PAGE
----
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Baden Street Settlement House

152 Baden St
Rochester, NY 14605, US

Category: Organizations - historic

Used in the following map:

Rochester Labor History eMap

In the beginning of the 19th century new immigrants crowded into working-class neighborhoods and Rochester’s elite, concerned with the social impact of this development, established settlement houses to work with specific ethnic and religious groups. The Baden Street Settlement was established in 1901 to serve poor German and Polish Jews moving into the area just north of the New York Central Railroad tracks. The Lewis Street Settlement was founded at 120 Ontario Street in 1907 as the Practical Housekeeping Center to work with Italian immigrants moving into the German and Irish neighborhood just south of these tracks. (NB., the Lewis Street records are preserved in the University of Rochester’s Rare Books Library).
The mission of these institutions included “Americanizing” the immigrants through language and civics instruction, providing training in such work skills as sewing and cooking, assisting working mothers with nursery care, improving health through clinics and dispensaries, and providing social events, sports activities, and arts and crafts programs. The “Americanization” emphasis diminished after the 1930s and as black and later Hispanic families began moving into the neighborhoods in the 1950s, the settlements, including Genesee (1918), Charles Street (1920) and Montgomery (1951), focused their efforts on health and social programs.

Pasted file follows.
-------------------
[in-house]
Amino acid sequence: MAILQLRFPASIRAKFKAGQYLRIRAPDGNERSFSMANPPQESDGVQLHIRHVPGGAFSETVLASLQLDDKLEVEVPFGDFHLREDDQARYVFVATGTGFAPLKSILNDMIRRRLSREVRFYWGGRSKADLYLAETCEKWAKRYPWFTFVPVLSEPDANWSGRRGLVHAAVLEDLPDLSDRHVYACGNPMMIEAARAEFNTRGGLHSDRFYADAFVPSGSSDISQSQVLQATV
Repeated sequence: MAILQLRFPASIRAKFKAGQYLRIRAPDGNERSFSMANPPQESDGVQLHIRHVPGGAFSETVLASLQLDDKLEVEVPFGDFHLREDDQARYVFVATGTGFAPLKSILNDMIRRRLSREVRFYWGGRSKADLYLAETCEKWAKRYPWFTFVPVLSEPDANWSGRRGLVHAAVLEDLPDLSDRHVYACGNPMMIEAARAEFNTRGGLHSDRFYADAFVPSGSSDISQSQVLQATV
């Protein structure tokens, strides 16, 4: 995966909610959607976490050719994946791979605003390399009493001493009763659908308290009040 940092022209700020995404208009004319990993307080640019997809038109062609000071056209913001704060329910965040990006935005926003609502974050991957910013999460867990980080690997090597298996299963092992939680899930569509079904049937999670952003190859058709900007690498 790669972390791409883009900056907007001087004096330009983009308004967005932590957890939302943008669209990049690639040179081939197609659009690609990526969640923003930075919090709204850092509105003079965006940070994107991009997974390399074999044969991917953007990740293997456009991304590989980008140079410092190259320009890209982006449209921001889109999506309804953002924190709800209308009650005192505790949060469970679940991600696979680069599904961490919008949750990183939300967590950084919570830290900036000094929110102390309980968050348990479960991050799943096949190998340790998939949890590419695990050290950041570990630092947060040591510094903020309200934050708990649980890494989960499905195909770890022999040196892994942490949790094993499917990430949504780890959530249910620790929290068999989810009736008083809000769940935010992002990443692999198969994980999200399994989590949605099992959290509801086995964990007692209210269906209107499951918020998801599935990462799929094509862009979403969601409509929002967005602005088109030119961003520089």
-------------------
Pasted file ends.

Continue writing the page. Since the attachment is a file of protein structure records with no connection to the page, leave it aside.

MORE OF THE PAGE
The Jordan Health Center, established in 1968 as the Rochester Neighborhood Health Center (82 Holland Street), traces its roots to the Baden Street Settlement House, near which it first opened: today the Center, staffed by many members of SEIU 1199, offers comprehensive primary and preventive health care to Rochester’s poor.